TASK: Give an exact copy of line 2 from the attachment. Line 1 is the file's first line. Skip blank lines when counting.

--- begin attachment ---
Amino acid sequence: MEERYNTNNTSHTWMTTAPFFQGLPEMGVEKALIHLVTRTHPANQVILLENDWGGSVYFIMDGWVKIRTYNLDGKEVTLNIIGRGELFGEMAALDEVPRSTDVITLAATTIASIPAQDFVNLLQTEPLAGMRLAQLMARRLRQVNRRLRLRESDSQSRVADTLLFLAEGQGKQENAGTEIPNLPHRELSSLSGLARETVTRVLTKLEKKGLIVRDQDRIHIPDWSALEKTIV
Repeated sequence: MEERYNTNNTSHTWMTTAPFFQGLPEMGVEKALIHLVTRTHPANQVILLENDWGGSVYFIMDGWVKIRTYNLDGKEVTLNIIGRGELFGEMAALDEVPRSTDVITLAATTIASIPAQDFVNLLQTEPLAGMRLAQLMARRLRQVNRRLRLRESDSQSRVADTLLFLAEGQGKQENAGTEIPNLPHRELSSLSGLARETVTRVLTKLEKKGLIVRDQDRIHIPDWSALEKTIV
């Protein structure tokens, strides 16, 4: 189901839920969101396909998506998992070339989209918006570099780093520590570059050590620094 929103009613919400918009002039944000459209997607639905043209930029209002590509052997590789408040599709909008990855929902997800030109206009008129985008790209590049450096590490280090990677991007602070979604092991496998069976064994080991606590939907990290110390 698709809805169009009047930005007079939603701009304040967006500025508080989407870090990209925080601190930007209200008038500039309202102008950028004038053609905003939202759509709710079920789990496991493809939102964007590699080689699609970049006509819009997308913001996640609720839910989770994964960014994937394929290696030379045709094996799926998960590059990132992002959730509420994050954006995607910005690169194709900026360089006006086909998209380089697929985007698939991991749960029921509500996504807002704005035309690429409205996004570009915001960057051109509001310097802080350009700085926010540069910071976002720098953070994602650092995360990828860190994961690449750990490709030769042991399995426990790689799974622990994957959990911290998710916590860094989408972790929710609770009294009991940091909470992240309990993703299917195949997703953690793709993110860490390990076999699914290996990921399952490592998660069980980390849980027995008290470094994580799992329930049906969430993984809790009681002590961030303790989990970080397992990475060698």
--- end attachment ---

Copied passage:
Repeated sequence: MEERYNTNNTSHTWMTTAPFFQGLPEMGVEKALIHLVTRTHPANQVILLENDWGGSVYFIMDGWVKIRTYNLDGKEVTLNIIGRGELFGEMAALDEVPRSTDVITLAATTIASIPAQDFVNLLQTEPLAGMRLAQLMARRLRQVNRRLRLRESDSQSRVADTLLFLAEGQGKQENAGTEIPNLPHRELSSLSGLARETVTRVLTKLEKKGLIVRDQDRIHIPDWSALEKTIV